by Katie Workman in How-to, Recipes, March 19th, 2016
by Samantha Seneviratne in Recipes, March 18th, 2016
If you’ve ever been to a nice breakfast buffet, you may have stood before a toque-wearing chef wielding a shallow pan, a ladle and a bowl full of beaten eggs, producing perfect omelet after perfect omelet. While you nibbled your bacon (perhaps that’s just me), you marveled at the ease with which he used his spatula, the way he knew just how much filling to put in and the way he flipped or rolled it up at the end, the cheese and vegetables completely encased in perfectly cooked fluffy eggs. Read more
by Maria Russo in In Season, Recipes, March 18th, 2016
A Bundt is the perfect cake to make when you want a beautiful showstopper without the fuss of frosting, layers or intricate decorations. It emerges from its namesake pan looking golden and gorgeous every time; a simple glaze makes the cake even more mouthwatering. But the key to a perfect Bundt is to make sure its interior is just as wonderful as the outside. With so little adornment, there are fewer ways to hide mistakes. Turns out, the secret to a light-textured, moist and flavorful cake is all in the mixing technique.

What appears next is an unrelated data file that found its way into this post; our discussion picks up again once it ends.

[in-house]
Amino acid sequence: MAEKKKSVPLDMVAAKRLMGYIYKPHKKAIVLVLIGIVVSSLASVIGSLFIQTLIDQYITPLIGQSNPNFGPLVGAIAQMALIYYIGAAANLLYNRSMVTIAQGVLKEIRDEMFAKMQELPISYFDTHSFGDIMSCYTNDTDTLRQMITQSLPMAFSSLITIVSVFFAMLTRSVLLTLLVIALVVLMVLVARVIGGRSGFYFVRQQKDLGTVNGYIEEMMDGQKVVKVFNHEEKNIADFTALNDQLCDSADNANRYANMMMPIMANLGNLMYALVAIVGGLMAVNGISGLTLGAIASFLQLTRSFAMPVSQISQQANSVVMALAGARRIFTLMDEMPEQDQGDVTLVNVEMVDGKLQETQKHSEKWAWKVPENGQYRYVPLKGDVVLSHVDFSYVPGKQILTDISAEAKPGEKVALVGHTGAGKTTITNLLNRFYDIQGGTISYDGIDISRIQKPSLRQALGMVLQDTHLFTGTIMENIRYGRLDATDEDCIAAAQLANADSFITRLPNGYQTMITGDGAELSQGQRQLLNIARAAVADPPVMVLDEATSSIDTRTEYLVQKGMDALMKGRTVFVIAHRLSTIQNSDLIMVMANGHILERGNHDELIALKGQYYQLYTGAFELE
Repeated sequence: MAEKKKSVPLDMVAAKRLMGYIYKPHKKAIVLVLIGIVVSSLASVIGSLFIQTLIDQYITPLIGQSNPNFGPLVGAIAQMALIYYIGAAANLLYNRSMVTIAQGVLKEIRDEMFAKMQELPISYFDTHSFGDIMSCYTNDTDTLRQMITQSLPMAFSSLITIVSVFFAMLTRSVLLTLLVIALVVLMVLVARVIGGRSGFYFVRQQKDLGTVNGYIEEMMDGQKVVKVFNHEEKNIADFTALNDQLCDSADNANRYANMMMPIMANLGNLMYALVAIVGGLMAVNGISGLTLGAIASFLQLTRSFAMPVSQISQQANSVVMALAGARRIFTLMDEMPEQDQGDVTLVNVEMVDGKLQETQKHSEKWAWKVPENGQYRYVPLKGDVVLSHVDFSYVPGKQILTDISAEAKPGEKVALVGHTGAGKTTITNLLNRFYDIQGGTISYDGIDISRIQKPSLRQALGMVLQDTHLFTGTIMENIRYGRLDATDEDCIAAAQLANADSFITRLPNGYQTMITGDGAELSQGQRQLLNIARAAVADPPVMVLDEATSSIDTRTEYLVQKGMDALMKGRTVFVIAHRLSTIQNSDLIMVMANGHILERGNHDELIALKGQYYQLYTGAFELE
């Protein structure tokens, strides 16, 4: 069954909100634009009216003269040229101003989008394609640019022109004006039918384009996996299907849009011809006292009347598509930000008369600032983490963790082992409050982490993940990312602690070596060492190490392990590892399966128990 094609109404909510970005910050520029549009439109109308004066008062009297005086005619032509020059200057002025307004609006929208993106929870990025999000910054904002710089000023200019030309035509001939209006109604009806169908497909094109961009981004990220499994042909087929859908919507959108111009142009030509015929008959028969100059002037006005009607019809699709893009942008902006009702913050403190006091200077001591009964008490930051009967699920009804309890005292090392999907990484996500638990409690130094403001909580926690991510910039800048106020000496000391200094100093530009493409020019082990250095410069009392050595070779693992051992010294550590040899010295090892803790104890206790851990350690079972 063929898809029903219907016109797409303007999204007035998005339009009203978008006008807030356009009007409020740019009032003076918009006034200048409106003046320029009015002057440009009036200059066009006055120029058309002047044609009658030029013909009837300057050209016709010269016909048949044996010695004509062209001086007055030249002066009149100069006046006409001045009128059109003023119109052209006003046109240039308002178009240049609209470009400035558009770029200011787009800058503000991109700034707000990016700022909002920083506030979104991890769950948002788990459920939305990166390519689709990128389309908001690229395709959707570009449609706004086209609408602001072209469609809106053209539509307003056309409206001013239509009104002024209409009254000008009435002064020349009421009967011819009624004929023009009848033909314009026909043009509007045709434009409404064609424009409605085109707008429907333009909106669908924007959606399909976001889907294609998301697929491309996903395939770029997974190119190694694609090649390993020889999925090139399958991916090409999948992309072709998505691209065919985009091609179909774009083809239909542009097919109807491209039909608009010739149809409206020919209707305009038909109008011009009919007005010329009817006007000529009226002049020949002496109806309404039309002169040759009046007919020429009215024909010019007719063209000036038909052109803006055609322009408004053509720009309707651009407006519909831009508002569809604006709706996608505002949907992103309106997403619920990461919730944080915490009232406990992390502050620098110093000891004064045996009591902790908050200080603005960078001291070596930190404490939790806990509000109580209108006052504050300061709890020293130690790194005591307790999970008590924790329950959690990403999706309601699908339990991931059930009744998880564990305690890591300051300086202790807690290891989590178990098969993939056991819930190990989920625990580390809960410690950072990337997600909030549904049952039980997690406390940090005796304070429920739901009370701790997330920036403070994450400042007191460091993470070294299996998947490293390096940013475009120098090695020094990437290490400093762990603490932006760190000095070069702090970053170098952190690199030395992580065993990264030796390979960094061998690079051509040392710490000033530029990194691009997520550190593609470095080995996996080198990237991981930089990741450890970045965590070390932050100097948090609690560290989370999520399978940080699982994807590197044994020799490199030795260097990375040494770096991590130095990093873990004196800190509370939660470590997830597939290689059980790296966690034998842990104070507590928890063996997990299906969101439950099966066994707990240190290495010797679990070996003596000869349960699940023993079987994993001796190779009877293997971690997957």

Well, to be specific, it’s all in the way you cream the butter and sugar. Sure, sweet butter, tangy buttermilk, fragrant orange zest and plenty of poppy seeds add deep flavor, but proper technique is the key to a fine, tender crumb.
by Lauren Miyashiro in Drinks, Food Network Magazine, Polls, March 18th, 2016
OK, so technically spring doesn’t start until Sunday, but for the sake of that “spring forward” business we dealt with last week, let’s just assume that we’re already in the next season. Along with longer days and warmer weather (hopefully coming soon), spring brings with it a bounty of fresh fruits and vegetables, from strawberries to bright peas and onions. As you peruse your local farmers market or browse the aisles of your grocery store, look for stalks of rhubarb; it’s a seasonal spring pick that, while a bit bitter on its own, can be easily sweetened up in some classic desserts and pairs well with naturally sweet fruits, like those fresh strawberries. Read on below to check out some of the best ways to put rhubarb to work.